Then there are the candidates, who have even more power to shape public opinion, especially among their respective supporters. Abdullah, an ethnic Tajik and a top Northern Alliance leader for many years, had a huge impact on the way Afghans viewed the 2009 election when he refused to enter the runoff. For this year's transition to go well, the candidates must show respect for the election process, and not claim victory prematurely as they did in the first round. As the IEC and others have said, the danger is that such claims could bias the public's reception of official results, causing controversy if things don't go as predicted.
Most importantly, the candidates must accept the final results of the runoff, and remain open to working together in the next government. If the loser feeds a frenzy of public opposition, it could lay the groundwork for something like the civil war that tore the country apart and opened the door to Taliban rule in the 1990s. Ashraf Ghani, Abdullah's runoff rival, is an ethnic Pashtun, the country's largest ethnic group and the Taliban's foremost recruiting pool. The ethnic overtone of the contest has already begun to rear its ugly head. Last week, Ashraf Ghani released a statement claiming Abdullah's team had promised a "river of blood" if things don't go their way. That the six candidates who didn't make the runoff have begun joining forces with the two men only raises the stakes of the next month, as a once atomized field of leaders becomes factionalized.
Afghan media, in the end, have perhaps the greatest potential to shape public opinion. The media and telecommunications renaissance in Afghanistan has been recognized as one of the biggest success stories of the post-Taliban era, contributing immensely to what democratic growth the country has seen. This year, even more than in 2009, media and technology have helped Afghans stay engaged with the election process. Afghanistan's 150 private FM radio stations, 50 private TV channels and hundreds of newspapers can cast a much larger net than the commissions or candidates.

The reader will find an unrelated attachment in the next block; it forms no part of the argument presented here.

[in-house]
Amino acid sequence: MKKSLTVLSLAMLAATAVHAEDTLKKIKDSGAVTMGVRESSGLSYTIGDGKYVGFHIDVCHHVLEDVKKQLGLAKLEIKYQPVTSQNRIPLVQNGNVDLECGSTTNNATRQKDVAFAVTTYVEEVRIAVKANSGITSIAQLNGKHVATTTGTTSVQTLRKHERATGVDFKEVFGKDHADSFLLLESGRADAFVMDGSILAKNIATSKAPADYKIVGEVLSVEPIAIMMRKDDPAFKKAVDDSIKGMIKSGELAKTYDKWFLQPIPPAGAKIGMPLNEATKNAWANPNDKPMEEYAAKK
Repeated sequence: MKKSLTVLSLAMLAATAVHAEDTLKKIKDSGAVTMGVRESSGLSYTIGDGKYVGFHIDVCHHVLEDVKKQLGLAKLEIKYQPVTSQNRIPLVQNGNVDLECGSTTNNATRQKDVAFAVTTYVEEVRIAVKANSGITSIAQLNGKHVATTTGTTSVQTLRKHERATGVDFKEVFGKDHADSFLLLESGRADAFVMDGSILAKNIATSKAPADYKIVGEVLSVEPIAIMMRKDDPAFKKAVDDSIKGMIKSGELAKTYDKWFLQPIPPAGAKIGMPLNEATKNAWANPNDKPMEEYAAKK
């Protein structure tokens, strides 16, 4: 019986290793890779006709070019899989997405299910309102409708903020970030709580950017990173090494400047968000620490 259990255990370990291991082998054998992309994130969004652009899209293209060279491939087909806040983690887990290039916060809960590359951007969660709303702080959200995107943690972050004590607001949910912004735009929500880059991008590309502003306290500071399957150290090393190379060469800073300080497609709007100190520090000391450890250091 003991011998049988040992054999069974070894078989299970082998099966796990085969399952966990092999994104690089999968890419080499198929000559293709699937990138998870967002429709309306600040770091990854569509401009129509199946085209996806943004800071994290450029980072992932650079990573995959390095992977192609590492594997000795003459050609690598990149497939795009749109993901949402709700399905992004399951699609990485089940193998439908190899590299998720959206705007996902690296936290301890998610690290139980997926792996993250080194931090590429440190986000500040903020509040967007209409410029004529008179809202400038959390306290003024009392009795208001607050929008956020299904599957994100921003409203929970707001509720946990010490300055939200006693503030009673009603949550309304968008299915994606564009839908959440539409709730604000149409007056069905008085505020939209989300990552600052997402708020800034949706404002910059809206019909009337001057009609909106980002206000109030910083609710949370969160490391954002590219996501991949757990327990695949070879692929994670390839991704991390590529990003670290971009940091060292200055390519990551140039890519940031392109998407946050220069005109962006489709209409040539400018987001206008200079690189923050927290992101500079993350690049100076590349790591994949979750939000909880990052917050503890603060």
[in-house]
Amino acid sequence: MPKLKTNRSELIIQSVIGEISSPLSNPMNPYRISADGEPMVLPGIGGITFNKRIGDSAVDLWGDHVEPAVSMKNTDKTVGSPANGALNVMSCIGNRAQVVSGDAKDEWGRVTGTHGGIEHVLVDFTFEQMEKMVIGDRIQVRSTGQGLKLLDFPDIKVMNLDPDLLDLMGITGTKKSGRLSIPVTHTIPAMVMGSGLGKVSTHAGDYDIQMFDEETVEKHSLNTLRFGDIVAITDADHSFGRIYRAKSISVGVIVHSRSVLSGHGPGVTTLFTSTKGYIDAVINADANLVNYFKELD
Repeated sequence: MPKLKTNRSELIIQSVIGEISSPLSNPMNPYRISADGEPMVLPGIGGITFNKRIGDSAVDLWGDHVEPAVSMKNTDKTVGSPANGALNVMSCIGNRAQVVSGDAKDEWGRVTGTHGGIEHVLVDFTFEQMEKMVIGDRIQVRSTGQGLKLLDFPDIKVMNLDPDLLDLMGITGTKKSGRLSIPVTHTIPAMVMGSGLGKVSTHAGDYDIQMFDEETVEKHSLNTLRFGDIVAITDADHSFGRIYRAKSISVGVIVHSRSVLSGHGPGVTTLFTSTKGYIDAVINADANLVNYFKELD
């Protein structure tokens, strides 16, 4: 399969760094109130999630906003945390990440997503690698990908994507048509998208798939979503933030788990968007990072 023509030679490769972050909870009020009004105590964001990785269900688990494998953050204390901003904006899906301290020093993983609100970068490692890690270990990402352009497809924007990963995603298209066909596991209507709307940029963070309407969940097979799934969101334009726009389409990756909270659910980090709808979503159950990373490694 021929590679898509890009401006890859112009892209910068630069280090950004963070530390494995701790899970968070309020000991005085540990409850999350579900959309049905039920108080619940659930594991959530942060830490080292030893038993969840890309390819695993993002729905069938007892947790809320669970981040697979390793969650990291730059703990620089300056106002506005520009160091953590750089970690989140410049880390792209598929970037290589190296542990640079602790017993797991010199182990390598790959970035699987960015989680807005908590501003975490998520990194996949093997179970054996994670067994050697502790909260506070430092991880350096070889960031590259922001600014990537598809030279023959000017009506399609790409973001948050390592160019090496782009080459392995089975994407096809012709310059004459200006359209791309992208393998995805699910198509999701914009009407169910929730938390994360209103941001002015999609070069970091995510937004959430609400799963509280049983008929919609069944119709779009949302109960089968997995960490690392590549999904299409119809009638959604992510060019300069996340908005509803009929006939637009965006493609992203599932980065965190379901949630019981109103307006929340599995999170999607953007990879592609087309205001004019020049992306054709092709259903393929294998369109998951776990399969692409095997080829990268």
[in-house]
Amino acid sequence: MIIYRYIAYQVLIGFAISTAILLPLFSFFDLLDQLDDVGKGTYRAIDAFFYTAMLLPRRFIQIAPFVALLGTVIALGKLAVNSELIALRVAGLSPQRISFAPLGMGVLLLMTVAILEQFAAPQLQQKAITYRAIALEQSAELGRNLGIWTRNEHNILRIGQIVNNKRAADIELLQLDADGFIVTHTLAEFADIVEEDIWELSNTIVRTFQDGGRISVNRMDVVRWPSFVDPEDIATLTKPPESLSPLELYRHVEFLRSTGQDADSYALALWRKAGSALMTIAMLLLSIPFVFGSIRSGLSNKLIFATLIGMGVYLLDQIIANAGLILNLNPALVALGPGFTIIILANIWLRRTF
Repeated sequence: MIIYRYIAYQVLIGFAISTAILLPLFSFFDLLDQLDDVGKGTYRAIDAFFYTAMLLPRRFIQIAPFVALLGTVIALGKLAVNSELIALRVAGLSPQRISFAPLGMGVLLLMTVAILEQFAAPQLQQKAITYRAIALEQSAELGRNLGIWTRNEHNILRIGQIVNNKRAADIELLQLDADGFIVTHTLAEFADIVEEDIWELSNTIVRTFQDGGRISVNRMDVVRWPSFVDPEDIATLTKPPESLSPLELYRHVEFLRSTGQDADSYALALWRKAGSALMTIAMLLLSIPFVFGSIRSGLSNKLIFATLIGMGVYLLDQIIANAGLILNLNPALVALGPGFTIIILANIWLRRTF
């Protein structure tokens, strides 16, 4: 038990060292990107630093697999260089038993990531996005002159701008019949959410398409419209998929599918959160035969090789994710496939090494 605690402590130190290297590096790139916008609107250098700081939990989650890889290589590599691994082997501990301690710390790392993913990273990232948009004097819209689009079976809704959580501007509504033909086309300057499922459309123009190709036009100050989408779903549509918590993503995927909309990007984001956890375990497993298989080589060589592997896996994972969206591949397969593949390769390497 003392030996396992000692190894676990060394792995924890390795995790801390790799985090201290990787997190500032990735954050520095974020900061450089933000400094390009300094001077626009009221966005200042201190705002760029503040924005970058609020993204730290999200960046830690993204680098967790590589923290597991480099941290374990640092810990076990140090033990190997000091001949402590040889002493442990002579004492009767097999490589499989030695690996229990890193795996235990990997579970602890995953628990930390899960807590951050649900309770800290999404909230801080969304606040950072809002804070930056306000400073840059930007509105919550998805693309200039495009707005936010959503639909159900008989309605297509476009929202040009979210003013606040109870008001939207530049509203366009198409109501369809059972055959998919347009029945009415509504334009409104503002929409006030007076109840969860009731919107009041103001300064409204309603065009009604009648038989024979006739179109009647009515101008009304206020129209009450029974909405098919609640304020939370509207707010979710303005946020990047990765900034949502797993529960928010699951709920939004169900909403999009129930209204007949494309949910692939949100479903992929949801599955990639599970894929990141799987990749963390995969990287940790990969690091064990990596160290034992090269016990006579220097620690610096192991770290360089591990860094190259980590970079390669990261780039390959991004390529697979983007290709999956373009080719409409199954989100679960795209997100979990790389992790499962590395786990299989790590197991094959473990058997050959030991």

There have been mild criticisms of Afghan media for choosing to deemphasize violence and fraud to promote a positive message of participation. In a somewhat precarious balancing act, Afghan media must meet the journalistic obligation to neutrality and transparency while also helping safeguard the election's credibility.
Yet one thing has become abundantly clear: Social media has begun to play a larger role in shaping the public narrative in Afghanistan. Facebook and Twitter campaigns were praised for helping get out millions of young voters in April. On Election Day, news of large lines at the polls first spread across Twitter and citizen journalists took to it for reporting cases of electoral fraud. Since then, social media has continued to play a critical part in facilitating public engagement. Regardless of where mainstream Afghan media stands, it would seem, social media will be a force to be reckoned with moving forward.
The commissions, the candidates and media will face hard choices over how they want to impact the public's outlook on the election during the runoff. While they may have some differing interests, they all have a common adversary in the Taliban. Without question, building public faith in a credible election should be their shared priority.